I hope you’ll go visit her site and read her interesting and fun posts. 🙂

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  5. Hey Margie,
    I love hibiscuses. It’s sweet the memories you have with this one. You’ve done a grand job to keep it alive for two decades. That’s awesome. 🙂
    I hope you don’t mind, I reblogged your post on my tutorial blog. Your sketches are so pretty and fun. Thanks for the helpful tutorial. 🙂

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    • Apparently a hibiscus house plant can live for 40 years. If I had known I was taking on a plant that would stick around twice as long as the kids did, I probably would have left it at the kids apartment!
      Thanks for reblogging my post. I appreciate it.

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  6. Great post–I’ve been considering buying PSE but for now use and play with a free program (paint.net) which has a lot is similar features, I think.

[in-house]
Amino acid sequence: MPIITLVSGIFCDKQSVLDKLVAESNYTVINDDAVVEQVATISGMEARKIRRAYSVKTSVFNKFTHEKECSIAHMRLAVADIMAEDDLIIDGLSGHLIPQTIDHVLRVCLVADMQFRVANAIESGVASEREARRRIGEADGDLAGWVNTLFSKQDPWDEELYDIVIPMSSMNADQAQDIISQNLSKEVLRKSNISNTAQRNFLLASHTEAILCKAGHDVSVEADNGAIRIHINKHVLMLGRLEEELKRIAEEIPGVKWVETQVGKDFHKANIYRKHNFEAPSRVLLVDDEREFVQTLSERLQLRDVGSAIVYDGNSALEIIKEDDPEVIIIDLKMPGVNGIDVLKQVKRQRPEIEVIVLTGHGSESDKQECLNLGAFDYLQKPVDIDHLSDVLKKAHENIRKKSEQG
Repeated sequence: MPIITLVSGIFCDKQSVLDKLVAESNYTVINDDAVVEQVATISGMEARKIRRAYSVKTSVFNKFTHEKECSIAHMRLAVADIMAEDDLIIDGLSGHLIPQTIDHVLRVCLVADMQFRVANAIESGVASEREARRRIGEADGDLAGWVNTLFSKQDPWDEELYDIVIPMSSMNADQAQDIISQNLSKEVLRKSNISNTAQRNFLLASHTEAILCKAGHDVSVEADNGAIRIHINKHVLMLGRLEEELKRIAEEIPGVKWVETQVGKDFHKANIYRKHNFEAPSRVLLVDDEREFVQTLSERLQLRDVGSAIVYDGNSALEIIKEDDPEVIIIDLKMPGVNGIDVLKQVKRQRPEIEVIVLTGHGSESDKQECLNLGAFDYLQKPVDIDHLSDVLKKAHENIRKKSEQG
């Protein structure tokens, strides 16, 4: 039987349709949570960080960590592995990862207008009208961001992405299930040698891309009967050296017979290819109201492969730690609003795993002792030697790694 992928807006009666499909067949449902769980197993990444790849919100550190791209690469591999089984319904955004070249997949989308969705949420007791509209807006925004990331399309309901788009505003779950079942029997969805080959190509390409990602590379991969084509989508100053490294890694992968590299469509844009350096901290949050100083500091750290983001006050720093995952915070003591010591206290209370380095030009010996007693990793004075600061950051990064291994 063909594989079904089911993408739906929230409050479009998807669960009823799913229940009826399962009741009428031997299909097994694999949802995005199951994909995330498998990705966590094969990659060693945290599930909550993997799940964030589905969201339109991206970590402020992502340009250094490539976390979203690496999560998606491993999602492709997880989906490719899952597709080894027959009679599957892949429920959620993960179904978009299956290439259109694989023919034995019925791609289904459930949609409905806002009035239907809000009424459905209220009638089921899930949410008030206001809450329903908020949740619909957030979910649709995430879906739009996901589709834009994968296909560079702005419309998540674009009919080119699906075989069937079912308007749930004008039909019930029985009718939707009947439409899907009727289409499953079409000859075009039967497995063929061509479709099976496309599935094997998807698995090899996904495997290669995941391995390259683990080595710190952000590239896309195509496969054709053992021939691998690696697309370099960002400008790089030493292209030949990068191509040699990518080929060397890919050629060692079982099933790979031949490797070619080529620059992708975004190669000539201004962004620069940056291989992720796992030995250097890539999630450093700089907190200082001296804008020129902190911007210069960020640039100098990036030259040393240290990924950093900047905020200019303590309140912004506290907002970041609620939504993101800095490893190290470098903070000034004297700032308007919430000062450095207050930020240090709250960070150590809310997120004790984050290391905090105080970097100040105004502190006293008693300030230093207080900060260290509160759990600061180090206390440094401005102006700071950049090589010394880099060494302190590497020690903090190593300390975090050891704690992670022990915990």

Now if you could just tell me how to get more hours in a day I would be really happy! 🙂

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    • More hours in a day – now that would be a wonderful thing, wouldn’t it!
      My next post will include a link to a freeware program that makes sketching and such much easier.

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  7. Thank you, I wanted to comment on your last post and ask how you did that, but I was viewing it on my phone. Typing on glass is like a cat skating on ice. So I’m glad you shared your secret. How you figured this procedure out is way beyond me and therefore I declare you a secret genius. I’m still trying to figure out why WordPress won’t post my pictures with an opacity below 80%. I wanted to use them as background behind the posts, (like your blue wallpaper) but was warned it was illegal. Weird-o-rama. I’m sure I did something wrong…so back to wall paper. Thanks again.